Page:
Sunday, October 12, 2008

Downy gentian

By mid-October, the tall, charismatic grasses of glades, prairies and woodlands have matured to a uniform khaki. Gleaming burgundy and pale green back in July, big bluestem now looks like Indian grass, like gama grass, like side oats gramma, with only the tripartite seedhead distinguishing them from the rest. Most blooming plants have already set seed, offering only a blackened stem and desiccated seedheads to anyone wanting to discover how rich and diverse a certain area is, leaving June's colorful floral display to the visitor's imagination.

But nestled between the clumps of grass, mostly on glade edges and prairies, downy gentian blooms from September through November. Low to the ground, this exquisite flower is one of the last ones to bloom in the Ozarks, reportedly even surviving early frosts. Spotty populations are common in the Ozarks, particularly in areas managed with fire. Thanks to the tremendous rainfall this growing season, I've seen clumps of blooming downy gentian repeatedly this fall, though its allure never fades; I crouch down to stare deeply into the iridescent blue flowers every time I see them.

Just as there are indicator plants whose presence suggest past and present grazing history (like coral berry and Eastern red cedar), the absence of certain plants also indicates grazing pressure, whether historical or current. Likewise, the presence of certain plants indicates a healthy balance between fire, grazing, hydrology, and every other factor that determines biodiversity in the landscape. Downy gentian happens to be a choice plant for grazers and browsers, so areas with too many large herbivores in the landscape may either lack populations of the elegant flower or have largely diminished populations of them. (And, conversely, areas rich with downy gentians likely have other conservative species) Coneflowers, prairie clovers, gentian, native Euonymous shrubs and countless other (now conservative) plants possess certain qualities that make them highly desirable to large herbivores. Where grazing pressure is high, these plants -called "ice cream plants" to some- are grazed to the nub, making their populations less viable every season.

Knowing that cattle intensely grazed every inch of the Ozark Highlands within the past 100 years, it's hard to tell whether the spotty populations of downy gentian are naturally occurring or just what the cattle left behind. Nevertheless, the plants hang on, blooming intently for the next month...even after a frost.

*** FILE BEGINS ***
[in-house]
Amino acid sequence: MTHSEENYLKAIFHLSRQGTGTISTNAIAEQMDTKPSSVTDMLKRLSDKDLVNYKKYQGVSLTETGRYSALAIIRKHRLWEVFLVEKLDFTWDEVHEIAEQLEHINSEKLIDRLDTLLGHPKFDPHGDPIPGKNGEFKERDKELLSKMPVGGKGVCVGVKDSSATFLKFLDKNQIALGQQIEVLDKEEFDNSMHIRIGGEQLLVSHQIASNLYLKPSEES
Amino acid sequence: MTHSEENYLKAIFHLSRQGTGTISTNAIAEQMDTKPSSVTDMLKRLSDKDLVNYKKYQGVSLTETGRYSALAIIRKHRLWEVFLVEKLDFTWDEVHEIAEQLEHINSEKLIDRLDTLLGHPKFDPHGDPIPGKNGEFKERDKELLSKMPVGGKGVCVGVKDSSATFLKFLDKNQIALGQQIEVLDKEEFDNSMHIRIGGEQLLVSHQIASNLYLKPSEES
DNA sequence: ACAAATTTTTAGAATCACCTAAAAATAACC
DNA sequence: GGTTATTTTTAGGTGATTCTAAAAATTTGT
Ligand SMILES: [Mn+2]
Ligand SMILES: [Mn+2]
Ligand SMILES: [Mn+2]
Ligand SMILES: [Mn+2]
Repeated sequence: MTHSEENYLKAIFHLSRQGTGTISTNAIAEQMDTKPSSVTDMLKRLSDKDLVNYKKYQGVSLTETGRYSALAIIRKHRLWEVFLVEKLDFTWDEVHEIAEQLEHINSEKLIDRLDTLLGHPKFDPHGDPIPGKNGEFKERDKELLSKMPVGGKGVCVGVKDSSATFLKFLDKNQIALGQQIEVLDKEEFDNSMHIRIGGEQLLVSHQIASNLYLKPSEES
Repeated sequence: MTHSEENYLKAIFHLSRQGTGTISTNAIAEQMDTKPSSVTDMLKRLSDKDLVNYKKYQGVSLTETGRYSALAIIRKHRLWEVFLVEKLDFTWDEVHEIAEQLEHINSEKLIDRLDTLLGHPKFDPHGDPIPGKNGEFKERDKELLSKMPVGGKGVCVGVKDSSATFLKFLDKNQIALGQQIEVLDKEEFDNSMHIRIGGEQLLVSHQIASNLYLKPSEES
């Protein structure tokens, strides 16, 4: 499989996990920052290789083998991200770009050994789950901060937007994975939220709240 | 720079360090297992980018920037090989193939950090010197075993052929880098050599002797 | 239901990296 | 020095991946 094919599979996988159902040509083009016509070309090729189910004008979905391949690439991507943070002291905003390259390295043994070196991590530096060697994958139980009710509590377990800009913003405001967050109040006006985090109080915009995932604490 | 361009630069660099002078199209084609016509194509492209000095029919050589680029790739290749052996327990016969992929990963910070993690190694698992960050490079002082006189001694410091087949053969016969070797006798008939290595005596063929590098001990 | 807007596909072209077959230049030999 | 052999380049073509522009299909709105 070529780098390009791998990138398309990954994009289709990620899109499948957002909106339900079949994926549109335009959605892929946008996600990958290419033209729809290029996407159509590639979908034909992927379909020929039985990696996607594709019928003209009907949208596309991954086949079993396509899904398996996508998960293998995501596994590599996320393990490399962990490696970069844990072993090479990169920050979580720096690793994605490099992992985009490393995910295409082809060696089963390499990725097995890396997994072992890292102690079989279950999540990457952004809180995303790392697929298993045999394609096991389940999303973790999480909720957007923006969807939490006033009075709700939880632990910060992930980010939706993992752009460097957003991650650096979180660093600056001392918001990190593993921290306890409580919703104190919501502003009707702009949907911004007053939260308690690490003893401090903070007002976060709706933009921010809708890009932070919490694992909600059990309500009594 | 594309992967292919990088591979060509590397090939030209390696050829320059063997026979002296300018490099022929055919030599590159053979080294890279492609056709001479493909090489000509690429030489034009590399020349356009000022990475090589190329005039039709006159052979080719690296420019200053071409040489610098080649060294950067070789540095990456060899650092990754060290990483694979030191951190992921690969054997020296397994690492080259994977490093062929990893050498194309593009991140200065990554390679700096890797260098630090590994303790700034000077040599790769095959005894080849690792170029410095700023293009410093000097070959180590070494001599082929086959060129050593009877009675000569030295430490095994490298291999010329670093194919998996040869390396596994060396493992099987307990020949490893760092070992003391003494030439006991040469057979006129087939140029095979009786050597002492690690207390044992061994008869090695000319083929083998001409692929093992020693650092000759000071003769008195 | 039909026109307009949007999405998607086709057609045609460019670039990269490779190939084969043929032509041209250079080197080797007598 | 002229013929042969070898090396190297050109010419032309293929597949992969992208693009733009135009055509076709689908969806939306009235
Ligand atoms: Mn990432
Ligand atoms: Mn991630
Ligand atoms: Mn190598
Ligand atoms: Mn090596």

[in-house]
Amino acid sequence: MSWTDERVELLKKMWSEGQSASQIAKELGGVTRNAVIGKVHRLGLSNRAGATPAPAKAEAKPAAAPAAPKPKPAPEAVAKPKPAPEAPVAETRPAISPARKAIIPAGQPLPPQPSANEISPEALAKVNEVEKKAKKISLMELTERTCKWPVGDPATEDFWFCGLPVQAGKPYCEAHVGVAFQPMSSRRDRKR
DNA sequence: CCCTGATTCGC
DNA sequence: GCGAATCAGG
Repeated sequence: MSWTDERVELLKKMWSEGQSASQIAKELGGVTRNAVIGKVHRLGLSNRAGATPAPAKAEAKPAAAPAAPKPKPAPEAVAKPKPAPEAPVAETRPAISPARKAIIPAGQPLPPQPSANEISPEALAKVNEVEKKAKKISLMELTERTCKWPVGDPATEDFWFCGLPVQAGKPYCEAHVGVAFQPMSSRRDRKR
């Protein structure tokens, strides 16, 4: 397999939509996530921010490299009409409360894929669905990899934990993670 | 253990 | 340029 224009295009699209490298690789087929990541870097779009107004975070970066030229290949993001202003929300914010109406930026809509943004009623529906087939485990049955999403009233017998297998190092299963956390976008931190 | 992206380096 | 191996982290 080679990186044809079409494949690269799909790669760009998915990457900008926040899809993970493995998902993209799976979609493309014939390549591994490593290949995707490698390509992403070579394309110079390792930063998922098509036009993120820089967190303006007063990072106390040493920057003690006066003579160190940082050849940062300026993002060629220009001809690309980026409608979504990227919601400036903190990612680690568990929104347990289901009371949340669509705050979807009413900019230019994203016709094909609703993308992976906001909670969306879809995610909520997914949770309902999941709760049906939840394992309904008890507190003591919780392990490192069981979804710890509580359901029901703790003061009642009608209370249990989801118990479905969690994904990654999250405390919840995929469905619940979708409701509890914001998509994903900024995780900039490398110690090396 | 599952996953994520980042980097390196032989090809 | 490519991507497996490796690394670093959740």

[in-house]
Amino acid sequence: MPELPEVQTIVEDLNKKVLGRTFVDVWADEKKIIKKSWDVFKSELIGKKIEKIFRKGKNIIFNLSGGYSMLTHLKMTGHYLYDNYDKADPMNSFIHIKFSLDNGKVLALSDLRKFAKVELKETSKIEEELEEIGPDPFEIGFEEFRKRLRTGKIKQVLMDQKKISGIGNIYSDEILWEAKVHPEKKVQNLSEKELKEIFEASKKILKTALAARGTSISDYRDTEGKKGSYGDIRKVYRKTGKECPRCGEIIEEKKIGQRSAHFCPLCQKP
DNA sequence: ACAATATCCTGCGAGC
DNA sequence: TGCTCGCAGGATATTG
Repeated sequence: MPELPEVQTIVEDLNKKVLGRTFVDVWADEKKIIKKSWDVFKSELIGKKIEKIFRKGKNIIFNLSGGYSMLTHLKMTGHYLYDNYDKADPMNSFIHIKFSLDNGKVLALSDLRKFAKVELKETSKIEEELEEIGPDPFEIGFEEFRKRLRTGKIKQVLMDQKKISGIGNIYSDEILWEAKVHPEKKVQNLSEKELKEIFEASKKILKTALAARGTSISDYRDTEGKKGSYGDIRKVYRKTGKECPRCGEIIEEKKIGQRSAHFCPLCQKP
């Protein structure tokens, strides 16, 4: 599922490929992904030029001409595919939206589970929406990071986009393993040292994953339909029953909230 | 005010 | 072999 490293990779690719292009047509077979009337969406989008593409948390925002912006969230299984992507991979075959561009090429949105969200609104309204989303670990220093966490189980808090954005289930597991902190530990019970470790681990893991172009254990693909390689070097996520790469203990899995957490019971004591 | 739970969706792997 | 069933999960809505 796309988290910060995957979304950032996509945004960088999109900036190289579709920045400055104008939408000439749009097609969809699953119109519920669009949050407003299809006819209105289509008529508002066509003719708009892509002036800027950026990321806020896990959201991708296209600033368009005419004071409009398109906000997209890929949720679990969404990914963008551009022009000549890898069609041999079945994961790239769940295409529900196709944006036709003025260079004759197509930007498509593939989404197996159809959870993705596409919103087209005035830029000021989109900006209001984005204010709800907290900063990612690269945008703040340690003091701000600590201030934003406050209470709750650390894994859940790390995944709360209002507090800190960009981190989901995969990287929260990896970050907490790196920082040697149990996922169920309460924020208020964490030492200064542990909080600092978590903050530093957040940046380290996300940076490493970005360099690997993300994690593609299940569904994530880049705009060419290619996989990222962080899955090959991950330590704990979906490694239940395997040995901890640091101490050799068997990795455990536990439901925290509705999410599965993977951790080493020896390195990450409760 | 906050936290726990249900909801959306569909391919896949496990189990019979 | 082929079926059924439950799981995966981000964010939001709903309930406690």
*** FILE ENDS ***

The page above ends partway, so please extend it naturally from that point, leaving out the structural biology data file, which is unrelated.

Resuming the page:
John said...

Wonderful blog! A friend directed me here last week, and I just might get addicted.

Thanks for the downy gentian entry. I spotted my first one last Wednesday afternoon on a wee bluff-top glade overlooking Clifty Creek (in Maries County). It was on the inside corner of a switchback turn I built two years ago. I remember disturbing quite a bit of dirt/gravel on that turn, so it's been nice to see plant growth returning on everything but the foot path.

Do you think that the soil disturbance helped or hindered the downy gentian?

Allison Vaughn said...

Thanks for reading. I never know who reads this until I get mail, so...thanks! Is downy gentian known from Maries? While gentians and most other glade endemics appreciate the disturbance of fire, soil disturbance like deep trail building normally only invites little weedy things like beefstake plants. (In the case of shortleaf pine, soil disturbance by elk, for example, is necessary. It really depends on how you built the trail...light disturbance can be good for wildflowers in general...However, this year in particular has been great for wildflowers thanks to all the rain, so maybe it was there all along? You're making me want to write about soil disturbance again.)